General prevalence of sexual assault and its consequences among homeless women
There are many limitations to the available research on homeless women who have experienced sexual assault (Nyamathi, Wenzel, Lesser, Flaskerud, & Leake, 2001; Wenzel, Leake, & Gelberg, 2000), We focus on recent studies that are methodologically sound and that approach the issue with an awareness of the complex and inter-related factors so often present in homeless women’s lives.
The most comprehensive and rigorous studies on homeless women conducted to date continue to note the extraordinarily high levels of abuse and victimization that homeless women endure before, during, and after episodes of homelessness. In fact, although rates of victimization in this country have decreased overall, rates of victimization among homeless women remain relatively unchanged (Lee & Schreck, 2005). Research also highlights the grim finding that homeless women often report multiple episodes of violent victimization at the hands of multiple perpetrators, beginning in childhood and extending into adulthood (Browne & Bassuk, 1997; Goodman, 1991; Goodman, Dutton & Harris, 1995; Felix, 2004; Lee & Schreck, 2005; Stermac & Paradis, 2001; Wenzel et al., 2004). Indeed, homeless women have been described as enduring a “traumatic lifestyle” (Goodman, et al., 1995)– one in which traumatic incidents such as sexual assaults are layered upon ongoing traumatic conditions such as struggling to meet basic survival needs and living with ongoing dangers and threats.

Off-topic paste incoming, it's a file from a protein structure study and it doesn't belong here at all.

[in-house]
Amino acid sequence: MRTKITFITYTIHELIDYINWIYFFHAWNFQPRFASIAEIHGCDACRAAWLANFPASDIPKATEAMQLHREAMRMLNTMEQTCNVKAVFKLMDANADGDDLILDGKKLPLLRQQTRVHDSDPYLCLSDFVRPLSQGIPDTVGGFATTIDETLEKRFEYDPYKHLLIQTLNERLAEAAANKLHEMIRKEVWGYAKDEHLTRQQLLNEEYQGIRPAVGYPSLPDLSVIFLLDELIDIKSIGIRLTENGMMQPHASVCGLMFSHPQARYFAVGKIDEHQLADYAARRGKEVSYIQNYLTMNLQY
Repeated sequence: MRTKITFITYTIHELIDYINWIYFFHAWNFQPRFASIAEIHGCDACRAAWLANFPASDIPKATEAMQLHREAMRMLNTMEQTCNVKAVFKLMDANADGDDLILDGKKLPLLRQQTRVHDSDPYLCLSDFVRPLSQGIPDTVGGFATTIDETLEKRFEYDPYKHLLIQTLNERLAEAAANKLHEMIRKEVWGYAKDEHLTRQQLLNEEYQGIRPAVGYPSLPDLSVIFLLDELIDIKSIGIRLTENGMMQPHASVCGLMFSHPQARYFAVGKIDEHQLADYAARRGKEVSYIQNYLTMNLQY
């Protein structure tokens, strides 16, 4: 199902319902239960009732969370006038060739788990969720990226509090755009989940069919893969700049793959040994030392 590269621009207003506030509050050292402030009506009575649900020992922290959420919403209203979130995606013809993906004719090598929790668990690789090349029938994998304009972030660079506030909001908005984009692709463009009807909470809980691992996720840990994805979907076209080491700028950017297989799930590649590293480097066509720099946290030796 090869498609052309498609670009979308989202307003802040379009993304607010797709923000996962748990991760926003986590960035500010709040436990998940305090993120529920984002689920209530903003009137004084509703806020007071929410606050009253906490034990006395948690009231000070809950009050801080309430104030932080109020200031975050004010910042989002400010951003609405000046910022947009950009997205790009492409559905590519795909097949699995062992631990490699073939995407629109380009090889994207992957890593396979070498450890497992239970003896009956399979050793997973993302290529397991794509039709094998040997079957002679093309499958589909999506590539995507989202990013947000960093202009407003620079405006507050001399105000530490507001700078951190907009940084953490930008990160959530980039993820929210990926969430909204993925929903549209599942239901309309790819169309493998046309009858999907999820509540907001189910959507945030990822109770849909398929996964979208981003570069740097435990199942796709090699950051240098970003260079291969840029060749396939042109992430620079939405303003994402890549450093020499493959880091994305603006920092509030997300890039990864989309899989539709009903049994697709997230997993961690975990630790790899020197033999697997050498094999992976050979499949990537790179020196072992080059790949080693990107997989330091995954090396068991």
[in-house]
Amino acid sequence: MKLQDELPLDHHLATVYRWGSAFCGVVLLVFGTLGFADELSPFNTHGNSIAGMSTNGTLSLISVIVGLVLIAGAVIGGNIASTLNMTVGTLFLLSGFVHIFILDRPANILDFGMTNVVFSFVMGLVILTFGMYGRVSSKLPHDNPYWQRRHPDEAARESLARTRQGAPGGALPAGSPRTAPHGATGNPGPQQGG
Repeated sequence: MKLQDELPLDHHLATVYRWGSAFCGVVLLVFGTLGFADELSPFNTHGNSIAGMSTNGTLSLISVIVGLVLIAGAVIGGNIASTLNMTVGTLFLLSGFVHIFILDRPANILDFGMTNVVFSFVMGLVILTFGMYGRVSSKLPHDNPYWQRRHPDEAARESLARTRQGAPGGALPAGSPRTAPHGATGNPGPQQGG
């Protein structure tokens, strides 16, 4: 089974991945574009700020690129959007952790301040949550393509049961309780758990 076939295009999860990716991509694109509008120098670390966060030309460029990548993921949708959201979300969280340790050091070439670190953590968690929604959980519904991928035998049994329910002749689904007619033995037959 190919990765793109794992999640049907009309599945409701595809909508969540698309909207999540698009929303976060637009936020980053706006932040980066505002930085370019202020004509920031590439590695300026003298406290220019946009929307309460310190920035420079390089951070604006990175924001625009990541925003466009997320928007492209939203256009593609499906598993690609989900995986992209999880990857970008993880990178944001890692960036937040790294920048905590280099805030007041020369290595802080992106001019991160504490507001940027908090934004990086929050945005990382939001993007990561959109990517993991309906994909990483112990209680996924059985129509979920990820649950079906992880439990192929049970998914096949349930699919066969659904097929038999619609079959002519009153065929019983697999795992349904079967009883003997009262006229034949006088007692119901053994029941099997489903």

Many large-scale studies report findings that repeatedly emphasize the violent and traumatic lives of homeless women. One of largest and most in-depth studies on this topic found that 92% of a racially diverse sample of homeless mothers had experienced severe physical and/or sexual violence at some point in their lives, with 43% reporting sexual abuse in childhood and 63% reporting intimate partner violence in adulthood. Over half (57.6%) reported experiencing violence in at least two out of four age periods (0-5; 6-12; 13-18, 18+) (Browne & Bassuk, 1997). In another study, 13% of homeless women reported having been raped in the past 12 months and half of these were raped at least twice (Wenzel, et al., 2000). In yet another study, 9% of homeless women reported at least one experience of sexual victimization in the last month (Wenzel, Koegel & Gelberg, 2000). Women who do not have children with them are at particularly high risk for sexual violence after the age of 18 (Zugazaga, 2004), in part because they are more likely to sleep outside than are women with children, who might fear for their children’s well being or worry about the intervention of child protective services. Also disturbing is the finding that compared to their low-income housed counterparts, the sexual assault experiences of homeless women are more likely to be violent, and to include multiple sexual acts (Stermac & Paradis, 2001).